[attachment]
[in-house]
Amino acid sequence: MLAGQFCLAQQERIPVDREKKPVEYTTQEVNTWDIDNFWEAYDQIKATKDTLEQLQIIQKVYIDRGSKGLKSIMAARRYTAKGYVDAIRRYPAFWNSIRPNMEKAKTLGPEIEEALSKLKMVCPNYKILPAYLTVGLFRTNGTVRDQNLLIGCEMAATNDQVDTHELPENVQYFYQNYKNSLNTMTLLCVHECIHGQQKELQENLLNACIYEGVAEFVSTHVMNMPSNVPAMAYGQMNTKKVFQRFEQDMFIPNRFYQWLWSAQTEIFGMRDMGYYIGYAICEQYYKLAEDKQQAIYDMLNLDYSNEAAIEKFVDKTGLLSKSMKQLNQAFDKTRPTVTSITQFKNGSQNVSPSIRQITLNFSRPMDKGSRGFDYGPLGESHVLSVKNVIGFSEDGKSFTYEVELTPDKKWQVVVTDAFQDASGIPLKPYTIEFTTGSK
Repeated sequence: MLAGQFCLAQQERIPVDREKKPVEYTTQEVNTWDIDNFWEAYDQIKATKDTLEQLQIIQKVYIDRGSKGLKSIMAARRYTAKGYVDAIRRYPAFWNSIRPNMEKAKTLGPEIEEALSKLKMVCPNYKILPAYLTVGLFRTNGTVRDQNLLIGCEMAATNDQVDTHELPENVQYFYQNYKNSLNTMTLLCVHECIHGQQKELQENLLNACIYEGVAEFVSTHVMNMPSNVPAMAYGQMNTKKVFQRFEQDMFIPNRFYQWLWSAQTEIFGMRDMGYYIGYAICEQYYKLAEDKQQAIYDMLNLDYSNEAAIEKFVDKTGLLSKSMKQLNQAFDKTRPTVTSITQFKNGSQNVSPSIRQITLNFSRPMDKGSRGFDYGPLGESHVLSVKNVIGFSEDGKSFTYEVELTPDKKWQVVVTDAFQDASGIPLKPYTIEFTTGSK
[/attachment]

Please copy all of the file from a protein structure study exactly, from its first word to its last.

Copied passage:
[in-house]
Amino acid sequence: MLAGQFCLAQQERIPVDREKKPVEYTTQEVNTWDIDNFWEAYDQIKATKDTLEQLQIIQKVYIDRGSKGLKSIMAARRYTAKGYVDAIRRYPAFWNSIRPNMEKAKTLGPEIEEALSKLKMVCPNYKILPAYLTVGLFRTNGTVRDQNLLIGCEMAATNDQVDTHELPENVQYFYQNYKNSLNTMTLLCVHECIHGQQKELQENLLNACIYEGVAEFVSTHVMNMPSNVPAMAYGQMNTKKVFQRFEQDMFIPNRFYQWLWSAQTEIFGMRDMGYYIGYAICEQYYKLAEDKQQAIYDMLNLDYSNEAAIEKFVDKTGLLSKSMKQLNQAFDKTRPTVTSITQFKNGSQNVSPSIRQITLNFSRPMDKGSRGFDYGPLGESHVLSVKNVIGFSEDGKSFTYEVELTPDKKWQVVVTDAFQDASGIPLKPYTIEFTTGSK
Repeated sequence: MLAGQFCLAQQERIPVDREKKPVEYTTQEVNTWDIDNFWEAYDQIKATKDTLEQLQIIQKVYIDRGSKGLKSIMAARRYTAKGYVDAIRRYPAFWNSIRPNMEKAKTLGPEIEEALSKLKMVCPNYKILPAYLTVGLFRTNGTVRDQNLLIGCEMAATNDQVDTHELPENVQYFYQNYKNSLNTMTLLCVHECIHGQQKELQENLLNACIYEGVAEFVSTHVMNMPSNVPAMAYGQMNTKKVFQRFEQDMFIPNRFYQWLWSAQTEIFGMRDMGYYIGYAICEQYYKLAEDKQQAIYDMLNLDYSNEAAIEKFVDKTGLLSKSMKQLNQAFDKTRPTVTSITQFKNGSQNVSPSIRQITLNFSRPMDKGSRGFDYGPLGESHVLSVKNVIGFSEDGKSFTYEVELTPDKKWQVVVTDAFQDASGIPLKPYTIEFTTGSK